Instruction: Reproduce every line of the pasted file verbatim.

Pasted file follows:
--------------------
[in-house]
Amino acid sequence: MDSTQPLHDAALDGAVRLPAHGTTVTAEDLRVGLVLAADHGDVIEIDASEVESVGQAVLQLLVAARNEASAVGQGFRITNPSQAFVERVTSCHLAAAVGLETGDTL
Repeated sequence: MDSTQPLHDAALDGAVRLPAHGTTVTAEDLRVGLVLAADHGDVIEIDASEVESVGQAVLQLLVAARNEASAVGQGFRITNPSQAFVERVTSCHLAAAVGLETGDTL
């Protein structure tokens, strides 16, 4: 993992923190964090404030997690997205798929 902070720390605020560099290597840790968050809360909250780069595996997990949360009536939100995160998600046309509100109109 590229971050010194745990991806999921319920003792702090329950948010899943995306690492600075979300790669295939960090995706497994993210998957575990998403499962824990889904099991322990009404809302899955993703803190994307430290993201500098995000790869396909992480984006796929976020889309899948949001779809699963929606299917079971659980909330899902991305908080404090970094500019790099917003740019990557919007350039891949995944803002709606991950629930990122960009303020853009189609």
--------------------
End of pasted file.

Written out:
[in-house]
Amino acid sequence: MDSTQPLHDAALDGAVRLPAHGTTVTAEDLRVGLVLAADHGDVIEIDASEVESVGQAVLQLLVAARNEASAVGQGFRITNPSQAFVERVTSCHLAAAVGLETGDTL
Repeated sequence: MDSTQPLHDAALDGAVRLPAHGTTVTAEDLRVGLVLAADHGDVIEIDASEVESVGQAVLQLLVAARNEASAVGQGFRITNPSQAFVERVTSCHLAAAVGLETGDTL
């Protein structure tokens, strides 16, 4: 993992923190964090404030997690997205798929 902070720390605020560099290597840790968050809360909250780069595996997990949360009536939100995160998600046309509100109109 590229971050010194745990991806999921319920003792702090329950948010899943995306690492600075979300790669295939960090995706497994993210998957575990998403499962824990889904099991322990009404809302899955993703803190994307430290993201500098995000790869396909992480984006796929976020889309899948949001779809699963929606299917079971659980909330899902991305908080404090970094500019790099917003740019990557919007350039891949995944803002709606991950629930990122960009303020853009189609």